Hopes up high

For many, Joe Ely is a man who needs no introduction, and I won’t take up much space offering one. From his brief but storied tenure with The Flatlanders, to his dozen or so solo efforts, Ely has been a driving force and an inspiration in Texas music for three decades. He was gracious enough to answer a few questions for the Current in the moments before a show in Tulsa, while a train whistle blew poignantly in the background.

So Joe, over nearly 30 years of music, you’ve had ups and plenty of downs. In general, do you think that better music is born from hardship or from happiness? I’ve always written more when things were not so rosy. In fact, `when` I first started writing songs, I was on the top floor of the Lubbock County Jail. That’s where you have time to reflect on things. Usually, when the champagne is flowing and everybody’s having a great time and everybody’s happy, nobody wants to sit down and write. I generally kinda stay out of the public when I’m not playing, and pretty much just hole myself up in the studio and work for months at a time. All the notes I’ve taken before that, which I do all the time on the road, that’s when it turns into songs. I don’t think people write songs or paint paintings or do any of that stuff when everybody’s really happy.

Has that attitude changed at all over the years? No, I don’t think so, although, now I don’t rely on waiting for something to happen. I go in and work every day. I wake up every morning and start looking at things and listening to stuff. You can’t just sit around and wait for a song to come. You have to make it happen by sitting and working on it. I’ve had a few songs come in a blinding flash, but most of the time, it takes really hard work. Some songs I’ve been working on for seven or eight years, and they’re still not really finished.

Is that craftsman mentality toward songwriting something that came to you later on in your career, or have you always been workman-like in that regard? I’ve always put in the time. It came from when I first left my home in Lubbock and went out into the world. I always carried a notebook with me and jotted down all my little thoughts and ideas and stuff. Ninety percent of it, I’d throw away and never look at it again, after I’d sifted through it and found anything that was potentially worth working on. I’ve filled up a lot more trashcans than I have tape recorders.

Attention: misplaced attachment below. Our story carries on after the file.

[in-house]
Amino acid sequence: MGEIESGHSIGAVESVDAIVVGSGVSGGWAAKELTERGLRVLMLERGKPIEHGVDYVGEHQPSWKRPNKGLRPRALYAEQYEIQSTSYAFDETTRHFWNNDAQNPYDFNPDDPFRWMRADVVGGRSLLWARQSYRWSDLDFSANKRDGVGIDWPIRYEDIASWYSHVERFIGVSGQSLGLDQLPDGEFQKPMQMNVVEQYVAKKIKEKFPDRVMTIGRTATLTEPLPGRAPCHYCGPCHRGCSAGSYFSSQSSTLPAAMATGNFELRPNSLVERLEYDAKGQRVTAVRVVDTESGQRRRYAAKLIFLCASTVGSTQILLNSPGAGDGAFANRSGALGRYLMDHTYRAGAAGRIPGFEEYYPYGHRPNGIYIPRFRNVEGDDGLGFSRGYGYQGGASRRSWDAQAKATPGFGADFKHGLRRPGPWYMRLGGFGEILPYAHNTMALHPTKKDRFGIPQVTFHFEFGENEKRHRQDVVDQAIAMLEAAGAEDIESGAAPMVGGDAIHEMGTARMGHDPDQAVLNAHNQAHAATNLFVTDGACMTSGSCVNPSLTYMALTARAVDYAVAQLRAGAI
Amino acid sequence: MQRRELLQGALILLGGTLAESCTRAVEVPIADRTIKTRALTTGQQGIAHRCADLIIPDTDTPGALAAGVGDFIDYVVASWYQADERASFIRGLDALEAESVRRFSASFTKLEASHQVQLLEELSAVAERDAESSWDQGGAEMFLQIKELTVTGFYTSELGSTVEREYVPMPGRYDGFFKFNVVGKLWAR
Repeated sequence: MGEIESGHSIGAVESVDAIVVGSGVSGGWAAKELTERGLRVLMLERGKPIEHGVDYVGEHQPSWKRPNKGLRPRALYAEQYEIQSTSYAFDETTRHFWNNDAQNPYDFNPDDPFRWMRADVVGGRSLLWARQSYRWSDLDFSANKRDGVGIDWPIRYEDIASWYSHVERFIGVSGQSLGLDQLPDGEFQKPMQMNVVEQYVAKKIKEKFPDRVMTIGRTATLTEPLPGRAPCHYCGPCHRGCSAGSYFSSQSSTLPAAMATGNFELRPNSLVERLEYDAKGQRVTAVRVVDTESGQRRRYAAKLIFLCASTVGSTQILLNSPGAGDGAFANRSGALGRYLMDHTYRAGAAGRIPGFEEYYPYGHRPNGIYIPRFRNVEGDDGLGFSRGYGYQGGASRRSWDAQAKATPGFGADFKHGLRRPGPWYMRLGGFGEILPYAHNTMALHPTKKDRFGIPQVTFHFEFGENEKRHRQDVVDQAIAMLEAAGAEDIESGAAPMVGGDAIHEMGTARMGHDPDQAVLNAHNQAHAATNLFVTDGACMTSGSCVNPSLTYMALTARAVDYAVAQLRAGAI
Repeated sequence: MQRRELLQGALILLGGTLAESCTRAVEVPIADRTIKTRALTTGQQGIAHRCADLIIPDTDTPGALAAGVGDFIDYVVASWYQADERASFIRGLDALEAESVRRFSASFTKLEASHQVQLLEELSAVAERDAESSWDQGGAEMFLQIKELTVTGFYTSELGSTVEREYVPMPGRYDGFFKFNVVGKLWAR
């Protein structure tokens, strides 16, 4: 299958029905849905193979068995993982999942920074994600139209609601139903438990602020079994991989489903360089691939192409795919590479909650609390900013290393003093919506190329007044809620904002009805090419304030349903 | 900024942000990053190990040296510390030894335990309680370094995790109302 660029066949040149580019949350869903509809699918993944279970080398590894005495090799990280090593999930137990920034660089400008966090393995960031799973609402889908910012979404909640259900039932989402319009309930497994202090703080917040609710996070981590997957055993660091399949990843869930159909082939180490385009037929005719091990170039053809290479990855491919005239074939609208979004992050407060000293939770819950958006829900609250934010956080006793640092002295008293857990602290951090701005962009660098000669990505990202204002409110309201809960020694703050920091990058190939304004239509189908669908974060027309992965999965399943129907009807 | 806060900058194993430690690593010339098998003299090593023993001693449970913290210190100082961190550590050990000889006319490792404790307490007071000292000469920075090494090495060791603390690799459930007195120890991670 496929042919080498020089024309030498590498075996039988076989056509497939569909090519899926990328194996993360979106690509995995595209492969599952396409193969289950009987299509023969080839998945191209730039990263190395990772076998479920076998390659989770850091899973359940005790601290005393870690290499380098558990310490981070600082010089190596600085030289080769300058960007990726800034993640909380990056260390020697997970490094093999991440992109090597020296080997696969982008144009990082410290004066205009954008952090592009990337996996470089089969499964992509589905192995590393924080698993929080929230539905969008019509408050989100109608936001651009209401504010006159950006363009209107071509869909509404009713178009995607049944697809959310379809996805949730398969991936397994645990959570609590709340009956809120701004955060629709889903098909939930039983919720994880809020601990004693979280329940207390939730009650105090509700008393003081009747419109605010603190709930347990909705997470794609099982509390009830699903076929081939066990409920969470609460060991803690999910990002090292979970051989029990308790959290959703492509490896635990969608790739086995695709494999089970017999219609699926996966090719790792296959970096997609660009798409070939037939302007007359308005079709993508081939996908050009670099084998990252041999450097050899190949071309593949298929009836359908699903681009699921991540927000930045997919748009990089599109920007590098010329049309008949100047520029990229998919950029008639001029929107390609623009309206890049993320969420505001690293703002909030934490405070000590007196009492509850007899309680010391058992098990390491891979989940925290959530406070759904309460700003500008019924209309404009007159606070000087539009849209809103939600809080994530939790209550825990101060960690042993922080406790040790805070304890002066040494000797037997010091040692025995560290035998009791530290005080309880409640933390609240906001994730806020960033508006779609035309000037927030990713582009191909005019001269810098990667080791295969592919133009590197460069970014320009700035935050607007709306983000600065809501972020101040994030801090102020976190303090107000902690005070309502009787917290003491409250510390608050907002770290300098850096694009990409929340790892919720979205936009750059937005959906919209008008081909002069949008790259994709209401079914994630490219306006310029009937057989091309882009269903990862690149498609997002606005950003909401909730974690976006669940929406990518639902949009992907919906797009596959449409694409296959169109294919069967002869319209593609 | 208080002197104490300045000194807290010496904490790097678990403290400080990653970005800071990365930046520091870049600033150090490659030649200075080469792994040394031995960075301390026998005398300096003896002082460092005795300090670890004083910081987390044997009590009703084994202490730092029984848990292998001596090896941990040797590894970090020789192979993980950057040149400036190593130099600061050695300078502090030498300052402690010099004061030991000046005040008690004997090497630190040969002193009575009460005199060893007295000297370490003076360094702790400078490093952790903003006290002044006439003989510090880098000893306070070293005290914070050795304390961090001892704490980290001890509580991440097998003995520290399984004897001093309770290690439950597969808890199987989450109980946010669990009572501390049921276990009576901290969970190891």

Do you find that the majority of your keeper ideas come from your own life experiences, or observing the lives and experiences of others? It’s a combination. When you observe others, it’s actually a part of you that is watching that, and you’re putting your own story into somebody else’s situation. A lot of my songs, I talk about someone else, but it might have actually started with me. By observing somebody else when I’m writing, mainly observing them in my head, it gives me the freedom to make it more of a song as opposed to just an experience. So many songs I hear now are just somebody kinda whining about how bad they been treated and stuff. I’d rather hear a song that’s a story. It might not be a happy story, but I’d rather it be a complete circle.

As a songwriter, you’ve always been a storyteller. What do you think is bleeding that out of modern music? I don’t know. I suspect that some of it may be the people have run out of stories. They’ve taken in so much watching television and movies, listening to other songs, instead of just going out and taking in everyday life. I think when you’re bombarded by constant media, you lose your own personal desire to create your own story. I just think people lose touch with what their own story really is. They haven’t taken the time to sit still and really observe what’s going on around them, and that’s what telling a story really is, is observing.

Your stories always seem to do one of two things. You either take a very small story and make it larger than life, or else you take a universal theme and shrink it down to the story of just one man, or one town. Is that indicative of the way you view the world? A lot of times it is. If we were talking about a newspaper, I think my songs would be a story on page 14. Some little bitty two-inch column about a guy running off a bridge in Mississippi because of jealousy, or something like that, as opposed to a rocket ship taking off for the moon, or something, you know. I think most of my stories tend to start from smaller stories.